For generations, communities of color utilized natural psychedelics for medicinal purposes. Rooted in spiritual-based healing, the practices of plant-based medicine became whitewashed by America’s counterculture movement of the 1960s. Despite this, black people have continued to experiment with psychedelics. The creation of hyphy music — a subgenre of rap music that came about in the Bay Area in the late ’90s and rose to prominence in the mid-2000s — was a byproduct of rappers using MDMA, with the late Mac Dre at the forefront of that experimentation. Countless Dre songs, like “Weekend” and “Shrooms and E-Pills,” found him referencing not only MDMA but psychedelic mushrooms. While he was alive, Dre had also coined a term not just for ecstasy but for the euphoric effects people felt from taking it — thizz. Dre’s “Thizzle Dance” practically served as an explainer for the term as the rapper (alongside Chuck Beez) broke down what thizz is all about: letting your body move as fluidly and erratically as it wants. In 2012, eight years after Dre’s death, Thizz Entertainment — his record label — was implicated in a nationwide ecstasy ring. (Court records revealed that most of the people arrested in the operation had no connection to the label.)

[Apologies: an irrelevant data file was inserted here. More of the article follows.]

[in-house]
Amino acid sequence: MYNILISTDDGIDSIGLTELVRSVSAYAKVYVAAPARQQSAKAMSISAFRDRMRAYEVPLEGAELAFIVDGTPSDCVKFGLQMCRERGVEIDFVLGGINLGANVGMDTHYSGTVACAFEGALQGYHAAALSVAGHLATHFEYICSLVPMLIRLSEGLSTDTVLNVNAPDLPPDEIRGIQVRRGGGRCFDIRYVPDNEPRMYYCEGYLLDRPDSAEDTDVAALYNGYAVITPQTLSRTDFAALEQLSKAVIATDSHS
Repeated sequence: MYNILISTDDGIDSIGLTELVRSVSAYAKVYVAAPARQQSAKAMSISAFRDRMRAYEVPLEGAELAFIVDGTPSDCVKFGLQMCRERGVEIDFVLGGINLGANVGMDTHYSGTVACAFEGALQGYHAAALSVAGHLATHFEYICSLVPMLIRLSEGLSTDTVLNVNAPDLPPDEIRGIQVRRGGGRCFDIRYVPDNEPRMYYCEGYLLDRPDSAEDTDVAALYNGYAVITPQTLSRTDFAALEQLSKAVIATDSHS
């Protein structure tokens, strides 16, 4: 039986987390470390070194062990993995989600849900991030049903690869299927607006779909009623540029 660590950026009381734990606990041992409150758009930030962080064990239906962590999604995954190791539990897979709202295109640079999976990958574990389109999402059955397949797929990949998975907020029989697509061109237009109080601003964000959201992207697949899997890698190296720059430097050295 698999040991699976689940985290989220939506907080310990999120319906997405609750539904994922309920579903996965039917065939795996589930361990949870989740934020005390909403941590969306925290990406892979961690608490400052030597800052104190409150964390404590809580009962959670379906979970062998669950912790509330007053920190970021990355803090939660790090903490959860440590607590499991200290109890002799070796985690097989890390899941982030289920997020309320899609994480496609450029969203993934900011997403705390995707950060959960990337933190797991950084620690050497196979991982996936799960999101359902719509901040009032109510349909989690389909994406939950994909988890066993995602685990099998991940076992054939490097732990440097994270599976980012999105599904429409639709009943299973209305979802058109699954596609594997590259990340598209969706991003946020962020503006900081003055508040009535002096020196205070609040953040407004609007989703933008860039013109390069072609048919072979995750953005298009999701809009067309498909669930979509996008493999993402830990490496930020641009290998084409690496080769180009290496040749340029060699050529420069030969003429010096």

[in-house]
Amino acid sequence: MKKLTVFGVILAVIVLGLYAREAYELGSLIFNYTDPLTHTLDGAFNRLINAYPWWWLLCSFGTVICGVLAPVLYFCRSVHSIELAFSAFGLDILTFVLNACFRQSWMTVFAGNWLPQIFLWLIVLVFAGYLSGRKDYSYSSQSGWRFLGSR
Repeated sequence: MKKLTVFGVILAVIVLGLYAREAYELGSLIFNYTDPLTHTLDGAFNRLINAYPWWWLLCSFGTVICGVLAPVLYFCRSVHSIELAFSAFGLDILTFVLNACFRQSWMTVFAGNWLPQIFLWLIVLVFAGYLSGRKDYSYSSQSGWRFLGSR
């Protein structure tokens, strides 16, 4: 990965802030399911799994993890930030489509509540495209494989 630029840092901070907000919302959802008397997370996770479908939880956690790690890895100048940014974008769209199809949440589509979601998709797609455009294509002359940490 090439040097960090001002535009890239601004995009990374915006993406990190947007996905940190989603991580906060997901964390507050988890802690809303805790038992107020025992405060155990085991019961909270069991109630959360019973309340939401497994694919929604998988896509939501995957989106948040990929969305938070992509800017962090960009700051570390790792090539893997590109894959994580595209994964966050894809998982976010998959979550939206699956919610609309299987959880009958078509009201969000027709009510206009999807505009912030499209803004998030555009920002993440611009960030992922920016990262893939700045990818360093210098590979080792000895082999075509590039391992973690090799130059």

Aware of the region’s previously established relationship with usage of psychedelics and the fear of being criminalized, Plazola wants to transform the headquarters of the DNO into a “consciousness community,” a co-working space where people can also reflect on their psychedelic journeys and learn about natural psychedelics. Helping him with this are two Black women: co-founder Nicolle Greenheart and community outreach and education activist Amber Senter.
Okayplayer spoke with Greenheart and Senter about being involved with DNO, the importance of people of color reclaiming and experimenting with psychedelics and more.
Earlier this year, Denver voters passed a local ordinance to decriminalize use and possession of psychedelic mushrooms, making them the first city in the United States to implement this legislation. How did their efforts inform DNO’s advocacy approach towards securing votes by City Council members?
Greenheart: Denver;s strategy was focused on psilocybin through a voter-centered route. DNO ensured the resolution included all plant medicine because individuals should have autonomy over what plants they use to heal. We wanted to make sure people had that choice, because there is a wealth of plants. Going the council route resulted in the consultation of professionals in the psychedelic space — scientists, therapists, and input from community leaders before the resolution was presented to council.